Opinion: Lobbying scandals strengthen Lib Dem calls for reform

The Independent’s expose of the tactics used by the lobbying firm Bell Pottinger to impress potential clients shines the spotlight again on the lobbying industry.

A team from Bell Pottinger was filmed pitching to journalists posing as representatives of the Uzbekistan Government, a regime which, as Amnesty’s 2011  report shows, has an atrocious human rights record. The lobbyists boasted of virtually instant access to the Prime Minister and other members of the Cabinet.

If I were James Dyson, I would not be happy that my PR company were citing access to the Prime Minister on my behalf as part of a sales pitch to such a repressive regime at the same time as it was explaining that it could manipulate search engines to conceal human rights violations and child labour.

Lobbying itself is not a bad thing – charities do it all the time and, frankly, we’re better off if our MPs and ministers are well informed about Cancer care or the effects of the welfare reforms on vulnerable groups, for example. There are times when I hope it does work, so the Prime Minister’s spokesman’s robust statement that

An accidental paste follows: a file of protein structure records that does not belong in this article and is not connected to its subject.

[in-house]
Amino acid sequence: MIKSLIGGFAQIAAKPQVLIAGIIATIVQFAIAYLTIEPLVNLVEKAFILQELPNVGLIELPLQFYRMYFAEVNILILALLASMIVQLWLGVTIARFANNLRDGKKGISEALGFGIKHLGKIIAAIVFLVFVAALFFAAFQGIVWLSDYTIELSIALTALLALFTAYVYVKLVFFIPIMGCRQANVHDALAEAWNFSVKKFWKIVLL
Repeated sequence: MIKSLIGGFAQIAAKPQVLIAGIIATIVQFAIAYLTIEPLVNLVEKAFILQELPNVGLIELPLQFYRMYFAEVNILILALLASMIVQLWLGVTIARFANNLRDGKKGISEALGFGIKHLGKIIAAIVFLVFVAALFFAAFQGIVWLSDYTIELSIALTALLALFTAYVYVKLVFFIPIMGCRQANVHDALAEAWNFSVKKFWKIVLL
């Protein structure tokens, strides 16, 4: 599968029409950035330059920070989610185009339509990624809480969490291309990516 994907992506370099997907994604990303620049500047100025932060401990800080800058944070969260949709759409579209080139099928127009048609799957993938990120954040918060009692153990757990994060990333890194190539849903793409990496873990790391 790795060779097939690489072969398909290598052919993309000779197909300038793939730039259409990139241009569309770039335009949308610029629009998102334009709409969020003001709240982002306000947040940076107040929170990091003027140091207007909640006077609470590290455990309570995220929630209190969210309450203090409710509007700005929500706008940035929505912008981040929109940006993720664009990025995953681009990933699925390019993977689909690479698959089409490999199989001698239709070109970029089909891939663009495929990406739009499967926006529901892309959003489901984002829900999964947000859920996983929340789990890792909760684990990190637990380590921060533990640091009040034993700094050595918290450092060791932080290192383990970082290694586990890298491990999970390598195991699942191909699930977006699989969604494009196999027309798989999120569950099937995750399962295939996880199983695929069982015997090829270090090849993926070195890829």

“It is simply not true that Bell Pottinger or indeed any other lobbying company has any influence on government policy.”

is, frankly, a bit daft.  Used well, lobbying can be a way of grabbing politicians by the ankles and dragging them from the Westminster bubble into the real world.  Like everything else, though, if used badly, it can undermine the proper democratic process. What is needed is for goalposts to be properly set. We need to know who is doing what and being paid by whom. Openness and transparency is very important, as is a properly enforceable Code of Conduct.

The Bell Pottinger revelations show that this is still a very hot political issue which the Tories are sensitive on. Labour have had their moments too – the Hoon, Byers and Hewitt “cab for hire” scandal. The Liberal Democrats have long called for reform of the lobbying industry and it was good to hear Nick Clegg repeat that message robustly. The BBC reports him as saying new laws are imminent:

“There’s nothing wrong with lobbying in theory, as long as it’s done transparently in practice, and that is what we’ll be seeking to do and pass through legislation as soon as we can”

His hand will now be significantly strengthened in the internal coalition negotiations on the subject.

This is yet another issue of probity and honesty in which the Liberal Democrats have had a long record of calling for reform. We argued for MPs’ expenses to be published for many years prior to the scandal, we questioned the role and potential conflicts of interest of large media corporations way before the phone hacking scandal seriously broke this Summer and our calls for openness and transparency in the lobbying industry have been similarly long standing.  Action is taking place on the first two and reform in the third now seems inevitable. Our presence within the Government should mean that there will be real substance to the measures taken.